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NFC Wild Card Playoff Preview

The NFC playoff picture overall looks very intriguing, except for the Saints-Seahawks game. Unfortunately, this year’s postseason schedule opens in Seattle, so let’s tackle the game once and never think about it again when it’s over.

Qwest Field is a tough place to play for visiting teams. The 12th man advantage is powerful. But the Seahawks are going to need a lot more than a raucous crowd to pull this off.

The Seattle Defense will have to change their tune on Saturday. The Seahawks are one of the worst disciplined teams in the league when it comes to carrying out their responsibilities, especially against the pass. Flying out of control and losing assignments won’t cut it against Offense of Saints. Head coach Sean Payton does a better job than probably anyone in the league of forcing opposing defenses into vulnerable positions through the use of personnel and receiving lineups. The Saints can shine against the best. I’m not sure Seattle’s 27th pass defense is capable of cutting it.

However, there are a couple of things the Seahawks have working for them. The Saints are badly banged up at running back. And they haven’t run the ball that well in the first place all season. One of the rarely mentioned keys to the Saints’ 2009 Super Bowl run was the success of their running game: They ranked sixth in the NFL last year. That takes a tremendous load off the quarterback, and obviously gives the offense more options. This year, New Orleans’ struggles on the field have undoubtedly contributed to their lack of burst on offense.

Another thing the Seahawks have going for them is the return of Matt Hasselbeck. He may not be a top 15 QB, but anything is better than Charlie Whitehurst. I swear I was about to turn off my TV in the middle of the third quarter last Sunday night. It’s not as much fun as it sounds to watch a quarterback dodge ball with his running backs’ ankles on pass after pass.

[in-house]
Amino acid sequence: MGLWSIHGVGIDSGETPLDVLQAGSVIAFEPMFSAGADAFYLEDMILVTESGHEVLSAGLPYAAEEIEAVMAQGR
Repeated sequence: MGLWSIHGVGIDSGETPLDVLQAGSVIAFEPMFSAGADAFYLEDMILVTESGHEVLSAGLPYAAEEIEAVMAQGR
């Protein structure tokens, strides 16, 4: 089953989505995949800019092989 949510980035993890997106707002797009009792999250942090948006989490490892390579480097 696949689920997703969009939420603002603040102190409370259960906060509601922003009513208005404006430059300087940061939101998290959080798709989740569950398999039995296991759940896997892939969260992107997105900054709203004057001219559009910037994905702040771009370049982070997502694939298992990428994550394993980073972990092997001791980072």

Where Hasselbeck gives Seattle a chance is with his experience. He is a cunning veteran who has seen it all. He’s the kind of quarterback who uses everything he has at his disposal to manipulate a defense: bomb feints, shoulder rolls, etc. Saints defensive coordinator Greg Williams attacks with the blitz. He takes risks, and while this pays big dividends at times, it also results in the occasional missed cover and some big allowed plays. It takes a veteran quarterback like Matt Hasselbeck to be able to recognize these schemes and take advantage when a mistake is made. He did it a couple of times vs. the Saints in their Week 11 game earlier this season.

In the end, however, the Seahawks need too much to go right to pull off the upset. He would be absolutely shocked if they won. But that doesn’t exactly make me a unique thinker.

The hardest game to announce this weekend has to be the Packers-Eagles matchup. These teams are pretty evenly matched, and both have that Jekyll and Hyde aspect to them. One week they look like Super Bowl contenders. Next week, they look like… well… the Seahawks.